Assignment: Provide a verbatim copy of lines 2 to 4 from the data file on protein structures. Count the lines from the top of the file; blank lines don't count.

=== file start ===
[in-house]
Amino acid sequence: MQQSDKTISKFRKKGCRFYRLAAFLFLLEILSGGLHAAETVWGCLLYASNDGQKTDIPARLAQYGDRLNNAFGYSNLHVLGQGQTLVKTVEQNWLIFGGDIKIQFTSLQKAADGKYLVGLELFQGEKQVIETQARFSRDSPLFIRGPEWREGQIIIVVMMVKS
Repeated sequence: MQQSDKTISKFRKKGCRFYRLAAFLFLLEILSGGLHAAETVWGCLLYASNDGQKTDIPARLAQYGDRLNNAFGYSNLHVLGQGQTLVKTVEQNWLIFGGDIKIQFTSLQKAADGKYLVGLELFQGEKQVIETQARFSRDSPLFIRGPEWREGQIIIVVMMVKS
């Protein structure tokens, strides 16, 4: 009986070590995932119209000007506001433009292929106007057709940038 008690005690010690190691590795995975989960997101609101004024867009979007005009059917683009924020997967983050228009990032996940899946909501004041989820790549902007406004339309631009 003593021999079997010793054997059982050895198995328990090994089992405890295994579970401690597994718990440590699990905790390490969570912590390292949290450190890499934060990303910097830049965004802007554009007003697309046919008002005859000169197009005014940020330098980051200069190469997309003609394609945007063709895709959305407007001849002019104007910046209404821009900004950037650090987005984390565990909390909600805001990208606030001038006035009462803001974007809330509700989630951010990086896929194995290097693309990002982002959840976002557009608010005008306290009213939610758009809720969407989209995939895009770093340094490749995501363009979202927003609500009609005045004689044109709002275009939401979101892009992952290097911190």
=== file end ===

Amino acid sequence: MQQSDKTISKFRKKGCRFYRLAAFLFLLEILSGGLHAAETVWGCLLYASNDGQKTDIPARLAQYGDRLNNAFGYSNLHVLGQGQTLVKTVEQNWLIFGGDIKIQFTSLQKAADGKYLVGLELFQGEKQVIETQARFSRDSPLFIRGPEWREGQIIIVVMMVKS
Repeated sequence: MQQSDKTISKFRKKGCRFYRLAAFLFLLEILSGGLHAAETVWGCLLYASNDGQKTDIPARLAQYGDRLNNAFGYSNLHVLGQGQTLVKTVEQNWLIFGGDIKIQFTSLQKAADGKYLVGLELFQGEKQVIETQARFSRDSPLFIRGPEWREGQIIIVVMMVKS
């Protein structure tokens, strides 16, 4: 009986070590995932119209000007506001433009292929106007057709940038 008690005690010690190691590795995975989960997101609101004024867009979007005009059917683009924020997967983050228009990032996940899946909501004041989820790549902007406004339309631009 003593021999079997010793054997059982050895198995328990090994089992405890295994579970401690597994718990440590699990905790390490969570912590390292949290450190890499934060990303910097830049965004802007554009007003697309046919008002005859000169197009005014940020330098980051200069190469997309003609394609945007063709895709959305407007001849002019104007910046209404821009900004950037650090987005984390565990909390909600805001990208606030001038006035009462803001974007809330509700989630951010990086896929194995290097693309990002982002959840976002557009608010005008306290009213939610758009809720969407989209995939895009770093340094490749995501363009979202927003609500009609005045004689044109709002275009939401979101892009992952290097911190």